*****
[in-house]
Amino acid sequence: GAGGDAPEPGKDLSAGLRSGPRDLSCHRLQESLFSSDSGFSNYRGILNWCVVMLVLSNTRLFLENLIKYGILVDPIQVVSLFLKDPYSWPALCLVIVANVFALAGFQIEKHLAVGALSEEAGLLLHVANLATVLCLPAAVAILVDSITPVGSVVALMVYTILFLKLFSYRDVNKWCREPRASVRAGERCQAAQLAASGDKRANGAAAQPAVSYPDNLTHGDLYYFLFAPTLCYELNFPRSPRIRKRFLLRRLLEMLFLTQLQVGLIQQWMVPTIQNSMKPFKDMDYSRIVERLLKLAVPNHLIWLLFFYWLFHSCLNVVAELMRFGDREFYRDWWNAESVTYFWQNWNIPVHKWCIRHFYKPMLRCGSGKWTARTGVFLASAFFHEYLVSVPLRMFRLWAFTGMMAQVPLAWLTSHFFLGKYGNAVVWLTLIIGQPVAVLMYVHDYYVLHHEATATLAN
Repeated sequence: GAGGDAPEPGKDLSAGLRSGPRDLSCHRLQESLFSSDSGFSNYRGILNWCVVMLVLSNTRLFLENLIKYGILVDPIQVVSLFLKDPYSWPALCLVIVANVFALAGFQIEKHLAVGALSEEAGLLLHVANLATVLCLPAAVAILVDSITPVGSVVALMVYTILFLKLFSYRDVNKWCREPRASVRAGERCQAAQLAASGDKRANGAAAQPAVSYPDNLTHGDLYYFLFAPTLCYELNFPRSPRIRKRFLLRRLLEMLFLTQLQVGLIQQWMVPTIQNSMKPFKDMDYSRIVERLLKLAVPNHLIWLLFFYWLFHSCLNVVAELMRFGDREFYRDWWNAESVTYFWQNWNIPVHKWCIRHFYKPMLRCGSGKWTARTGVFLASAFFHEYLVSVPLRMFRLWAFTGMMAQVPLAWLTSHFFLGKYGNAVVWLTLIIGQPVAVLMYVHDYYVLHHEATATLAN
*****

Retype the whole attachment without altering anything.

[in-house]
Amino acid sequence: GAGGDAPEPGKDLSAGLRSGPRDLSCHRLQESLFSSDSGFSNYRGILNWCVVMLVLSNTRLFLENLIKYGILVDPIQVVSLFLKDPYSWPALCLVIVANVFALAGFQIEKHLAVGALSEEAGLLLHVANLATVLCLPAAVAILVDSITPVGSVVALMVYTILFLKLFSYRDVNKWCREPRASVRAGERCQAAQLAASGDKRANGAAAQPAVSYPDNLTHGDLYYFLFAPTLCYELNFPRSPRIRKRFLLRRLLEMLFLTQLQVGLIQQWMVPTIQNSMKPFKDMDYSRIVERLLKLAVPNHLIWLLFFYWLFHSCLNVVAELMRFGDREFYRDWWNAESVTYFWQNWNIPVHKWCIRHFYKPMLRCGSGKWTARTGVFLASAFFHEYLVSVPLRMFRLWAFTGMMAQVPLAWLTSHFFLGKYGNAVVWLTLIIGQPVAVLMYVHDYYVLHHEATATLAN
Repeated sequence: GAGGDAPEPGKDLSAGLRSGPRDLSCHRLQESLFSSDSGFSNYRGILNWCVVMLVLSNTRLFLENLIKYGILVDPIQVVSLFLKDPYSWPALCLVIVANVFALAGFQIEKHLAVGALSEEAGLLLHVANLATVLCLPAAVAILVDSITPVGSVVALMVYTILFLKLFSYRDVNKWCREPRASVRAGERCQAAQLAASGDKRANGAAAQPAVSYPDNLTHGDLYYFLFAPTLCYELNFPRSPRIRKRFLLRRLLEMLFLTQLQVGLIQQWMVPTIQNSMKPFKDMDYSRIVERLLKLAVPNHLIWLLFFYWLFHSCLNVVAELMRFGDREFYRDWWNAESVTYFWQNWNIPVHKWCIRHFYKPMLRCGSGKWTARTGVFLASAFFHEYLVSVPLRMFRLWAFTGMMAQVPLAWLTSHFFLGKYGNAVVWLTLIIGQPVAVLMYVHDYYVLHHEATATLAN